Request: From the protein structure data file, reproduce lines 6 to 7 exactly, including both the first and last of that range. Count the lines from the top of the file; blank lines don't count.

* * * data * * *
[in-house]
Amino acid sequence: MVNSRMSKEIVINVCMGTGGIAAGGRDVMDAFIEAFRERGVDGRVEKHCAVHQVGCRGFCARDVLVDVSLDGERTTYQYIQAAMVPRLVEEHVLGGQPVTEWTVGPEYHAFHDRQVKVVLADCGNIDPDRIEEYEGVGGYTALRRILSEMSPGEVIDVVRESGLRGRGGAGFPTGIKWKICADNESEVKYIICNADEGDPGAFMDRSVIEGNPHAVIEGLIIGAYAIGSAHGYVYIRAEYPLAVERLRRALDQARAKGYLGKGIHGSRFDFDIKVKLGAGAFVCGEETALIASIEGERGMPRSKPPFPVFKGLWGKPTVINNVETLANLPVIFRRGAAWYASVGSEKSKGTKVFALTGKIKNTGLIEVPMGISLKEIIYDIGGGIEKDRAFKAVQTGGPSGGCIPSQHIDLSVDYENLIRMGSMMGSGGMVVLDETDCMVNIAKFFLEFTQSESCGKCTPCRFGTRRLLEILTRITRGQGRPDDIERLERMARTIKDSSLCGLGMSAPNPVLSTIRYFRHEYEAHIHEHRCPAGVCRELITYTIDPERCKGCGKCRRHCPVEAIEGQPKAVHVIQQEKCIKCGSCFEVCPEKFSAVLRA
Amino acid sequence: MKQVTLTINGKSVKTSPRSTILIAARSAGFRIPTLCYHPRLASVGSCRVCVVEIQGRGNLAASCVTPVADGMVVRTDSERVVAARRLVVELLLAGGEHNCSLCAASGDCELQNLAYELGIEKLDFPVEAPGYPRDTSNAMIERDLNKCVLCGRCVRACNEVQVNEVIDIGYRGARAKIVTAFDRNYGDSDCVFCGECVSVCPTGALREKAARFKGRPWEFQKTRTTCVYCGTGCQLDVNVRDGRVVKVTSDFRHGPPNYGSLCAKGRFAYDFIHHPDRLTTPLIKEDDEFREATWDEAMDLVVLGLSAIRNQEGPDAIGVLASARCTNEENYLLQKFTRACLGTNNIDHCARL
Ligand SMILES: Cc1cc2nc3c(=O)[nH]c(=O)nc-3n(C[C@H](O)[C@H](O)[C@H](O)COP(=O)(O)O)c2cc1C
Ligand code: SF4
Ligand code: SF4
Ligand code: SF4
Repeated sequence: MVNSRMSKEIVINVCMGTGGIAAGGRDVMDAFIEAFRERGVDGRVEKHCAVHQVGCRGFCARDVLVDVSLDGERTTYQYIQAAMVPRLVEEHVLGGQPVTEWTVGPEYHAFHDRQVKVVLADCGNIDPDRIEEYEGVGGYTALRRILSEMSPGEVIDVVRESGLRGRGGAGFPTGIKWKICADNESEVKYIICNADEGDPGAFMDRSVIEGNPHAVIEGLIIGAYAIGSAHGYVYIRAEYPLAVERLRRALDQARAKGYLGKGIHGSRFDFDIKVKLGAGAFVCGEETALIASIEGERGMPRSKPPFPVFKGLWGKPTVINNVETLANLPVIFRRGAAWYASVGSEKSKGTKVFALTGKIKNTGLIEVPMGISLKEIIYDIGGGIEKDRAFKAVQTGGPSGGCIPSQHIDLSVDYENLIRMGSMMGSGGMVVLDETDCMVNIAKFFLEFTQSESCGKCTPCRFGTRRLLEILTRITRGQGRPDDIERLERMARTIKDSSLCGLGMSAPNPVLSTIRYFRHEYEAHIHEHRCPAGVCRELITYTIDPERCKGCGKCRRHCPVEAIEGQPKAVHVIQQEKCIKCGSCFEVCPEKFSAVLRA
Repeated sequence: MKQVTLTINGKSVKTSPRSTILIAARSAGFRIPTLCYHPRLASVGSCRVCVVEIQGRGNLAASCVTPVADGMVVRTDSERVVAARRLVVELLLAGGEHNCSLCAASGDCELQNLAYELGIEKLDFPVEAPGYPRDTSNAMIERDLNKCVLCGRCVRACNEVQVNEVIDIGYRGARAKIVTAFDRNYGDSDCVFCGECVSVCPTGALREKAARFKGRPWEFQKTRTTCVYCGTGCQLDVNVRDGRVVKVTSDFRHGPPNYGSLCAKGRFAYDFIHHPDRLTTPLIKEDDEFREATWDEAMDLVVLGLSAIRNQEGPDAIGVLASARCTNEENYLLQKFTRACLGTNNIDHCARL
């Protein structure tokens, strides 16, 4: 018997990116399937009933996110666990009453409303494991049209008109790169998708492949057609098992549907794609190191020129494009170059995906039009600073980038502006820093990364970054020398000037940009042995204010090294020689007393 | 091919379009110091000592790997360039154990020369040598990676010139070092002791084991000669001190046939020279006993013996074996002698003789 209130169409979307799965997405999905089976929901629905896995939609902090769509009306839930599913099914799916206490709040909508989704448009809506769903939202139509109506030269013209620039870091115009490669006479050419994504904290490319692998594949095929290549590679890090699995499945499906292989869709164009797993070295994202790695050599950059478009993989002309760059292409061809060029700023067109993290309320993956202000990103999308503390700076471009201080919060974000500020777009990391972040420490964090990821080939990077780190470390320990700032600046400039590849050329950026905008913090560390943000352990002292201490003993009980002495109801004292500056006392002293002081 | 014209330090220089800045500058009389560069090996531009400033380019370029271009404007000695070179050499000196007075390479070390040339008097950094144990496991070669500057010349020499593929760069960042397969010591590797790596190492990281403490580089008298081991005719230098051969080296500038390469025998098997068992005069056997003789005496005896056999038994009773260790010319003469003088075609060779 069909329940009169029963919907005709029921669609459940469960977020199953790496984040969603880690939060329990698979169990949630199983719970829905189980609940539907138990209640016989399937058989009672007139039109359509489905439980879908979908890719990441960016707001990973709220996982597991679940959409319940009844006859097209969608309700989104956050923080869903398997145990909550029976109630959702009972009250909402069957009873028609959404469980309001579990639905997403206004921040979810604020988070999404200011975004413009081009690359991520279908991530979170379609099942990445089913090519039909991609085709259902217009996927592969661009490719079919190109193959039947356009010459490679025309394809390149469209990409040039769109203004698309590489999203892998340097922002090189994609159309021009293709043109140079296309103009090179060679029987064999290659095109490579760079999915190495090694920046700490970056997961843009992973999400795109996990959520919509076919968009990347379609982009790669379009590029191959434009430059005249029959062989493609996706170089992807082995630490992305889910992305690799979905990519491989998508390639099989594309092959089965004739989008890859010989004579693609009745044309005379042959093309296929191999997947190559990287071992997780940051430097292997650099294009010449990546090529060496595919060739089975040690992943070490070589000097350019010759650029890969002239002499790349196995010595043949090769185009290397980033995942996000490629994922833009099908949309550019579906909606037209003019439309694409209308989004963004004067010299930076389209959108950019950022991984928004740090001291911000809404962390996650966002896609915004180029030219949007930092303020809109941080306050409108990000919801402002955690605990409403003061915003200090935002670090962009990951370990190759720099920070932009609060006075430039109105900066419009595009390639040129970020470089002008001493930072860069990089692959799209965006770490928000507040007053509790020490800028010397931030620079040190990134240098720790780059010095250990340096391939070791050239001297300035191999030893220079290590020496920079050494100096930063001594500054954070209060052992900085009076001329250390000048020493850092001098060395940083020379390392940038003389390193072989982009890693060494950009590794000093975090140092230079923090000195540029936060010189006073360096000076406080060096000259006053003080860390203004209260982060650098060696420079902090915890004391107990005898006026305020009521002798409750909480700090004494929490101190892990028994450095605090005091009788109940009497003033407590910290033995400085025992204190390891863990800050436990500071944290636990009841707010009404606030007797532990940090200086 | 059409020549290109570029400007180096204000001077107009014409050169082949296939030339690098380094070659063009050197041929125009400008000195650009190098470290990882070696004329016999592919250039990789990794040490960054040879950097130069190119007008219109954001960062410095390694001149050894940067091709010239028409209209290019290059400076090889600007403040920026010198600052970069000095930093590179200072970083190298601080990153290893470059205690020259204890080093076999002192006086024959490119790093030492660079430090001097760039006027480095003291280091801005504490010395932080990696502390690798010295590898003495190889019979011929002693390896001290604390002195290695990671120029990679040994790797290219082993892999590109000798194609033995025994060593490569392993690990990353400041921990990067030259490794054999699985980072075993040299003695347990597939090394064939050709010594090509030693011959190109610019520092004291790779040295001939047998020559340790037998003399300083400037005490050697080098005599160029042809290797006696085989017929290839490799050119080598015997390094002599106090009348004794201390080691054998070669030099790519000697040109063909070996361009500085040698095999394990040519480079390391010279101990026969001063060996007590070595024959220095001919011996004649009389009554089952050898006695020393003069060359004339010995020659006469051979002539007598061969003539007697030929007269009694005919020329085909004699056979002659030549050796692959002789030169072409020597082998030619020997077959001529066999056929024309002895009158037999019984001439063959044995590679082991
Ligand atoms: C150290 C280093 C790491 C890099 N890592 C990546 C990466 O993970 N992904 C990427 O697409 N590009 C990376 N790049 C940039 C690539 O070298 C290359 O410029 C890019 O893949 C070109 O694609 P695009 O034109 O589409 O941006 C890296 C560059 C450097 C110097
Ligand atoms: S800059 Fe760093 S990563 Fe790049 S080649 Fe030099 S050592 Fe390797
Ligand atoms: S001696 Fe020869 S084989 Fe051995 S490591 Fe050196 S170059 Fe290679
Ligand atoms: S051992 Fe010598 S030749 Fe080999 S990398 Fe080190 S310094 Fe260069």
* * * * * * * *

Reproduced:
Ligand code: SF4
Ligand code: SF4